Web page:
These ELM seniors can’t get enough soccer during the regular season, so they started a Foosball club on campus. To tie their passions in with their capstone projects, they wanted to build a foosball playing robot. No, you won’t be facing off against a T-800. Instead, a Pixy-2 camera will detect the ball movement and motors will control the speed and reaction of the poles.
In week 4, we caught up with the group as they were discussing how to power the linear motion of the poles. Harrison is heading up this part of the project and discussed the benefits and drawbacks of both pneumatics and electronic motors. The former will be more of a mechanical build while motors will depend more on the electronic programming capabilities of the team.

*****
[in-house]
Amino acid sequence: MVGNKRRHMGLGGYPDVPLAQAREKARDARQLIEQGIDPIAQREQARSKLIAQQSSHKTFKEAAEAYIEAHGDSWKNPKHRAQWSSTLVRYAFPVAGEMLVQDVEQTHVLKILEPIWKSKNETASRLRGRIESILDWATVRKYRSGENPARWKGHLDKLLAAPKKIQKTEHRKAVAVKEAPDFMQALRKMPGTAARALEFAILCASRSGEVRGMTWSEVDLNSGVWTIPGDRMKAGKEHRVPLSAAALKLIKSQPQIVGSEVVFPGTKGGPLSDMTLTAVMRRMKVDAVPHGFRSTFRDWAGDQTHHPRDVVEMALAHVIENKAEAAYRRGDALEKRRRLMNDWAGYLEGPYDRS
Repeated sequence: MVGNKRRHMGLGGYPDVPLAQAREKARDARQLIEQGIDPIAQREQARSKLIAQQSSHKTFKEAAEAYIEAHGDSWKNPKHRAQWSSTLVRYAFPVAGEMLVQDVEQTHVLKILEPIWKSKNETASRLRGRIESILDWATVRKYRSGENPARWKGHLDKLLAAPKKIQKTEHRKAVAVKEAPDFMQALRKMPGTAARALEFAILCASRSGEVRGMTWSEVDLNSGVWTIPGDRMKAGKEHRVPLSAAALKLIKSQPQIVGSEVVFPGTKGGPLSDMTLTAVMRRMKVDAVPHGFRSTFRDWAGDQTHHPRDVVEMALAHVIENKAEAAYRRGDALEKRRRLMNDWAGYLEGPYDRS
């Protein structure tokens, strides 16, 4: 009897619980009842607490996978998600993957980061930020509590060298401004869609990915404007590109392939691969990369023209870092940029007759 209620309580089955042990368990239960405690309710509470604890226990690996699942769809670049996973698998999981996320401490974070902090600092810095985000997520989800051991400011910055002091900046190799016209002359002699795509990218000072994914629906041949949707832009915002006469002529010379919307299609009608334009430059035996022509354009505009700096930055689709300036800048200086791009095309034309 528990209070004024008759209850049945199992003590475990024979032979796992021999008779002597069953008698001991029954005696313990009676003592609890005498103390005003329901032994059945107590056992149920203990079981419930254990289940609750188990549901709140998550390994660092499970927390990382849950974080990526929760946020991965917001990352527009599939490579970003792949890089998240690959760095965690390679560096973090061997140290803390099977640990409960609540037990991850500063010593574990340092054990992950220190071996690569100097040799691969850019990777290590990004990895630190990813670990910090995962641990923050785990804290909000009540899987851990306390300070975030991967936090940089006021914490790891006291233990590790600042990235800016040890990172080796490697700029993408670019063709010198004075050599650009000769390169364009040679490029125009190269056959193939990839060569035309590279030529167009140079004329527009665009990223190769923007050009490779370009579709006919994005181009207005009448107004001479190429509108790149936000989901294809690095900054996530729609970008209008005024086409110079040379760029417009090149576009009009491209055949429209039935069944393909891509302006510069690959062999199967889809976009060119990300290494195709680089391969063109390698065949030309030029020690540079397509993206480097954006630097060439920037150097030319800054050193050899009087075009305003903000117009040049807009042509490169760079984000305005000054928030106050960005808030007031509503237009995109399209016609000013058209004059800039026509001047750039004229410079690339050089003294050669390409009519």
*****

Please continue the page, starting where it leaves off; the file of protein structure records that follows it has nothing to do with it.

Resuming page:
Hunter is working on how the robot will track the ball. A camera watches for a certain color (in this case, light green) and can capture 60 readings per second. An Arduino does the calculations to figure out where the ball will be next, and the poles will respond accordingly.
Warrior Table Soccer has generously donated one table to Vermont Tech for the project team to work on and run tests. When they arrive, the real fun will begin.